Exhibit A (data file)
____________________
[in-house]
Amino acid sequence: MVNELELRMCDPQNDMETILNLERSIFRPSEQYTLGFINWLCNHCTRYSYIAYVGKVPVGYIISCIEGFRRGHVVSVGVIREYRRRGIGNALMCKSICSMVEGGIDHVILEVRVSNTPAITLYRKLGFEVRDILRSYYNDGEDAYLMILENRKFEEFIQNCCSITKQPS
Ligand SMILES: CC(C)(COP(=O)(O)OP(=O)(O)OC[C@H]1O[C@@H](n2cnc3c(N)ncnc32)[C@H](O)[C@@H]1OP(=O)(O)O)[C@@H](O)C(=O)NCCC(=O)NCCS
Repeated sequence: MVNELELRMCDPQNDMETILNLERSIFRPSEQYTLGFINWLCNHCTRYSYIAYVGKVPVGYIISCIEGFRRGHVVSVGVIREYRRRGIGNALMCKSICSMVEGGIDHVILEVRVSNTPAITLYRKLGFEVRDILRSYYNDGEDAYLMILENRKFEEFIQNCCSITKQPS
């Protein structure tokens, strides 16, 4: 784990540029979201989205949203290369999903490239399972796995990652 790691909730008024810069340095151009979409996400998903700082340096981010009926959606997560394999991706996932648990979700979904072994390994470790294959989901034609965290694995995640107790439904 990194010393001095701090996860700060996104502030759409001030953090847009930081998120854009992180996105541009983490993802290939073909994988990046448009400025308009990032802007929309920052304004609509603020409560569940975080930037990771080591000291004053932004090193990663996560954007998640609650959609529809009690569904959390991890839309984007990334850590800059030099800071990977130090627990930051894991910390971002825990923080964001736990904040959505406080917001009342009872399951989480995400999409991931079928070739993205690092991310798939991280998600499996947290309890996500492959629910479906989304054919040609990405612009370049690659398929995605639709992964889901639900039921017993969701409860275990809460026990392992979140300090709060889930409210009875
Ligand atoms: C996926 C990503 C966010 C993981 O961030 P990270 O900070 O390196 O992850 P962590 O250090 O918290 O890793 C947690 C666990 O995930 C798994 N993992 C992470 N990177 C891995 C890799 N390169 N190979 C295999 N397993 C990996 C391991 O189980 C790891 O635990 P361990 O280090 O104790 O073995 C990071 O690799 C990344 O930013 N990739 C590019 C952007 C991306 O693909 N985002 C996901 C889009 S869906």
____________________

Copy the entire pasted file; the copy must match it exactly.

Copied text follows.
[in-house]
Amino acid sequence: MVNELELRMCDPQNDMETILNLERSIFRPSEQYTLGFINWLCNHCTRYSYIAYVGKVPVGYIISCIEGFRRGHVVSVGVIREYRRRGIGNALMCKSICSMVEGGIDHVILEVRVSNTPAITLYRKLGFEVRDILRSYYNDGEDAYLMILENRKFEEFIQNCCSITKQPS
Ligand SMILES: CC(C)(COP(=O)(O)OP(=O)(O)OC[C@H]1O[C@@H](n2cnc3c(N)ncnc32)[C@H](O)[C@@H]1OP(=O)(O)O)[C@@H](O)C(=O)NCCC(=O)NCCS
Repeated sequence: MVNELELRMCDPQNDMETILNLERSIFRPSEQYTLGFINWLCNHCTRYSYIAYVGKVPVGYIISCIEGFRRGHVVSVGVIREYRRRGIGNALMCKSICSMVEGGIDHVILEVRVSNTPAITLYRKLGFEVRDILRSYYNDGEDAYLMILENRKFEEFIQNCCSITKQPS
């Protein structure tokens, strides 16, 4: 784990540029979201989205949203290369999903490239399972796995990652 790691909730008024810069340095151009979409996400998903700082340096981010009926959606997560394999991706996932648990979700979904072994390994470790294959989901034609965290694995995640107790439904 990194010393001095701090996860700060996104502030759409001030953090847009930081998120854009992180996105541009983490993802290939073909994988990046448009400025308009990032802007929309920052304004609509603020409560569940975080930037990771080591000291004053932004090193990663996560954007998640609650959609529809009690569904959390991890839309984007990334850590800059030099800071990977130090627990930051894991910390971002825990923080964001736990904040959505406080917001009342009872399951989480995400999409991931079928070739993205690092991310798939991280998600499996947290309890996500492959629910479906989304054919040609990405612009370049690659398929995605639709992964889901639900039921017993969701409860275990809460026990392992979140300090709060889930409210009875
Ligand atoms: C996926 C990503 C966010 C993981 O961030 P990270 O900070 O390196 O992850 P962590 O250090 O918290 O890793 C947690 C666990 O995930 C798994 N993992 C992470 N990177 C891995 C890799 N390169 N190979 C295999 N397993 C990996 C391991 O189980 C790891 O635990 P361990 O280090 O104790 O073995 C990071 O690799 C990344 O930013 N990739 C590019 C952007 C991306 O693909 N985002 C996901 C889009 S869906």